We're hiring!

Kernel 6.3: MediaTek, Rockchip RK3588 & more

Muhammad Usama Anjum avatar

Muhammad Usama Anjum
April 25, 2023

Share this post:

Reading time:

Released earlier this week, Linux Kernel 6.3 brings thousands of new lines of code to improve the core kernel, architectural support, networking and filesystems. The support for hundreds of new devices has also been added along with more Rust support, though there's still a long way to go before Rust modules are supported!

A new API has been added to make the Red-Black tree available to BPF programs. A Red-Black tree is a binary search and self balancing tree. It is already used in the Completely Fair Scheduler (CFS) and other components as it gives bounded operation times. BPF developers are exploring several ideas even for core kernel like the BPF extensible scheduling class. BPF trampoline support has been added for more architectures, s390x and RISC-V RV64. BPF trampoline is the critical infrastructure of the bpf subsystem. It converts native calling convention to bpf calling convention and is used to implement various bpf features, such as fentry, fexit, and fmod_ret.

The requirement to use a legal name for contributing to Linux Kernel [which was added in 2006] has been lifted by Linus Torvalds himself. The updated Developer Certificate of Origin allows the contributors to use any known identity (pseudonyme or nick names). This subtle yet important change enables those that go by a preferred name (which differs from that which they are legally known by) to contibute easier, thus increasing the inclusivity of the kernel community a little in the process.

The new tests in kselftest/kunit and improvements to already present tests happen every release. In this release some different tools have been added for the help of developers. A Dhrystone benchmark test 2.1 has been added which can be run without the need for userspace intervention. It should prove to be useful for benchmarking the performance of cpu(s) during board bring-up or while writing clock drivers. The nolibc, which was only added for running rcutorture tests without much support from userspace, is getting popular and support for s390 and the Arm Thumb1 has been added. The nolibc is used instead of any other glibc to drastically decrease the size of the binaries. Now more architectures can also use it run tests quickly.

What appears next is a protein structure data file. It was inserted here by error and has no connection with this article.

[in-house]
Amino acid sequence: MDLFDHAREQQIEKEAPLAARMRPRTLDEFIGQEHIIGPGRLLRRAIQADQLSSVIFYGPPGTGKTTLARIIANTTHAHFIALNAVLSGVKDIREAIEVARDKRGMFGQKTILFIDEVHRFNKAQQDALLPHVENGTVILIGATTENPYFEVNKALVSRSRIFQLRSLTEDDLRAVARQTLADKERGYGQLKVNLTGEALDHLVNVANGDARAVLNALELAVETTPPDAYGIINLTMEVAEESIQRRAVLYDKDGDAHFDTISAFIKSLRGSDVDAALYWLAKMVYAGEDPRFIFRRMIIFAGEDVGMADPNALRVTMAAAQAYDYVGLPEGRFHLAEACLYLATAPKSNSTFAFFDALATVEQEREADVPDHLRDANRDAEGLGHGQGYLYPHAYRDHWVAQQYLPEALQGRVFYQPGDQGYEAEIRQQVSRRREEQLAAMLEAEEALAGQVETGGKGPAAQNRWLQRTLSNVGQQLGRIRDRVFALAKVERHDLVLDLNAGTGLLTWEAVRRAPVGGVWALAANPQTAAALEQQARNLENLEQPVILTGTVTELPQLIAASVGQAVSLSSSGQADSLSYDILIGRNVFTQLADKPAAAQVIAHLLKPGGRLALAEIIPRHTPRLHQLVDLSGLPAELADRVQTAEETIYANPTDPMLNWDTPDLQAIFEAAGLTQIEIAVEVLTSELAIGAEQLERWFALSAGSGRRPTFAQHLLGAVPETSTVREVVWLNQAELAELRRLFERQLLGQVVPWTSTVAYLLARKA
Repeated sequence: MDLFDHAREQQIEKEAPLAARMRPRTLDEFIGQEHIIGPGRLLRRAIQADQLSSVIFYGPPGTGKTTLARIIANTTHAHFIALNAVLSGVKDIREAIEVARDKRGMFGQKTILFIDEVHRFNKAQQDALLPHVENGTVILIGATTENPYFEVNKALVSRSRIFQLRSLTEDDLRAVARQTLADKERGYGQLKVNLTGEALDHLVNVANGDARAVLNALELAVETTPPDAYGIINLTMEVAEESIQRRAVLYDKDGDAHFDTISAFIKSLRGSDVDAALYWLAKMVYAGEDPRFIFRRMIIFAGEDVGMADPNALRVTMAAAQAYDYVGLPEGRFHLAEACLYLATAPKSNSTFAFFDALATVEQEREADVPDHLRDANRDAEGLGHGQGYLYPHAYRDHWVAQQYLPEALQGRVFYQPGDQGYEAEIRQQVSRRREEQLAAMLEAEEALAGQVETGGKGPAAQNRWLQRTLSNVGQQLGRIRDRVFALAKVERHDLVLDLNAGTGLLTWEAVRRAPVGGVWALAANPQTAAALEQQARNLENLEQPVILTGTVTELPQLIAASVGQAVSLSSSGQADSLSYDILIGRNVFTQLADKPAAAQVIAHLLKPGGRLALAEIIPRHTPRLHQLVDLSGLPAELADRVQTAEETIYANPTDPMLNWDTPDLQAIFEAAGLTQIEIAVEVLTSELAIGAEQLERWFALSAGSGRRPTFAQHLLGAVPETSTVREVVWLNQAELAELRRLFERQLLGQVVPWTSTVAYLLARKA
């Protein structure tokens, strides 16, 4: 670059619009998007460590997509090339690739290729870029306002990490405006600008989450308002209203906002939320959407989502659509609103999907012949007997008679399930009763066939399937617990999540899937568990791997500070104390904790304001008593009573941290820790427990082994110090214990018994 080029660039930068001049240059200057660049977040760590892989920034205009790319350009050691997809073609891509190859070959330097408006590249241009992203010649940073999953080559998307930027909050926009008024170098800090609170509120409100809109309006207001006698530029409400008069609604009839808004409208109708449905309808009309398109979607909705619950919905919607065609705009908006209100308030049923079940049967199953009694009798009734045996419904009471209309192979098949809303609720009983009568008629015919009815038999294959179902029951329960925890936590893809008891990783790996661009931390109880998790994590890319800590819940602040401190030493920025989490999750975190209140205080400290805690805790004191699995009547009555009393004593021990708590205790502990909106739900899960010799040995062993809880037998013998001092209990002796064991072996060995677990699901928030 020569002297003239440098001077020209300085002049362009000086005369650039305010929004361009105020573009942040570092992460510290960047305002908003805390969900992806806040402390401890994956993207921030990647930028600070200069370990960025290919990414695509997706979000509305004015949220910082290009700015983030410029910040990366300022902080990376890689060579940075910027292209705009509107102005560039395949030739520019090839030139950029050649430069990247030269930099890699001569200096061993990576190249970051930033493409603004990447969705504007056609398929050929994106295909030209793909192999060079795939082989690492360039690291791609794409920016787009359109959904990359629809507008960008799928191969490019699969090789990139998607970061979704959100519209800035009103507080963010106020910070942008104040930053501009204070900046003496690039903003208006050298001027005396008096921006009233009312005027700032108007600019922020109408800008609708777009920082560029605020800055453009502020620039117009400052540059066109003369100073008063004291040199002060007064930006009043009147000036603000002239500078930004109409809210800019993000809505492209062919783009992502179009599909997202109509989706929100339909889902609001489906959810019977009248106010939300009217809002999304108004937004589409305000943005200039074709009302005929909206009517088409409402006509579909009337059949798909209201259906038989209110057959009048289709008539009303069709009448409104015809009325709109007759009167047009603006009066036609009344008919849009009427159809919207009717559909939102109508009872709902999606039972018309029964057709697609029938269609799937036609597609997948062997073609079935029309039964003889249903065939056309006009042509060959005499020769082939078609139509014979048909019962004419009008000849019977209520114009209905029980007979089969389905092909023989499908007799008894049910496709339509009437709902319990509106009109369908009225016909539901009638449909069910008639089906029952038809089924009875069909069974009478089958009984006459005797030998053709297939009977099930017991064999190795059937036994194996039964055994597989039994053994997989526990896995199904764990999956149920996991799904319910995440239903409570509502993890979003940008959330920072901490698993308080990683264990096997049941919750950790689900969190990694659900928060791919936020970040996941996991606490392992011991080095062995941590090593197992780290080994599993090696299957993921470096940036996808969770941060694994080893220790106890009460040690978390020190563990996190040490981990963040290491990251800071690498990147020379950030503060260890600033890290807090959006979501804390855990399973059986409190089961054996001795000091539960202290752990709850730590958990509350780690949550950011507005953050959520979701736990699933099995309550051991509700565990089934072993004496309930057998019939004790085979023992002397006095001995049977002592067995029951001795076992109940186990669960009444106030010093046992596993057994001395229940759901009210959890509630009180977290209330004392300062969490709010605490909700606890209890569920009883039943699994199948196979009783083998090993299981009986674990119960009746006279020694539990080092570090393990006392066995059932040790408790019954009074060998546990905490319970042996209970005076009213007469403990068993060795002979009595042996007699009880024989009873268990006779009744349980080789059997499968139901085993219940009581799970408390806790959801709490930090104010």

Now let's look at the contributions made by Collabora's engineering team for this cycle:


Nícolas F. R. A. Prado continued enabling support for Acer Chromebook 514 (CB514-2H) which is based on the MT8192 SoC. The display and audio support has been added along with missing configurations needed to support this device in the generic arm64 defconfig.

AngeloGioacchino Del Regno reviewed and tested hundreds of MediaTek patches in the last few releases. Reviewing work done by others is as important as autoring new patches and he has reviewed a whopping 123 patches this time as well. Also, AngeloGioacchino Del Regno submitted a range of drivers: